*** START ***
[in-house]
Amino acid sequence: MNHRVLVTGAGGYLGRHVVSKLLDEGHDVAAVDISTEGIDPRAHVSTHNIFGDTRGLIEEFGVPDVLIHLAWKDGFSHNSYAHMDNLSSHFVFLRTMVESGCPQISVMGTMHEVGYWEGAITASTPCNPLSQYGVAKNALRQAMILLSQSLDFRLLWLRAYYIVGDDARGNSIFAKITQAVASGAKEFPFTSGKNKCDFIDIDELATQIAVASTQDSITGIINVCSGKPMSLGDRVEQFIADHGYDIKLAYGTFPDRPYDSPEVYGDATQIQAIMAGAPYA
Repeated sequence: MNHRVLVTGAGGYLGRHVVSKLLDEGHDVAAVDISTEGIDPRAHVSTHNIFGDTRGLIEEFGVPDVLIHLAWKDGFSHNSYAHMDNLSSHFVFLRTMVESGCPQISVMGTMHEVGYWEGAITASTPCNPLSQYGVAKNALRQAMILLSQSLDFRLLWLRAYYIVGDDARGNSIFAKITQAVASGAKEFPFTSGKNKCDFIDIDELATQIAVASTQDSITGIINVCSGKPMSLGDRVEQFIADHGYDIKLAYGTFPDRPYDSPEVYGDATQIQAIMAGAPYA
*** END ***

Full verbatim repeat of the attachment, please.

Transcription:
[in-house]
Amino acid sequence: MNHRVLVTGAGGYLGRHVVSKLLDEGHDVAAVDISTEGIDPRAHVSTHNIFGDTRGLIEEFGVPDVLIHLAWKDGFSHNSYAHMDNLSSHFVFLRTMVESGCPQISVMGTMHEVGYWEGAITASTPCNPLSQYGVAKNALRQAMILLSQSLDFRLLWLRAYYIVGDDARGNSIFAKITQAVASGAKEFPFTSGKNKCDFIDIDELATQIAVASTQDSITGIINVCSGKPMSLGDRVEQFIADHGYDIKLAYGTFPDRPYDSPEVYGDATQIQAIMAGAPYA
Repeated sequence: MNHRVLVTGAGGYLGRHVVSKLLDEGHDVAAVDISTEGIDPRAHVSTHNIFGDTRGLIEEFGVPDVLIHLAWKDGFSHNSYAHMDNLSSHFVFLRTMVESGCPQISVMGTMHEVGYWEGAITASTPCNPLSQYGVAKNALRQAMILLSQSLDFRLLWLRAYYIVGDDARGNSIFAKITQAVASGAKEFPFTSGKNKCDFIDIDELATQIAVASTQDSITGIINVCSGKPMSLGDRVEQFIADHGYDIKLAYGTFPDRPYDSPEVYGDATQIQAIMAGAPYA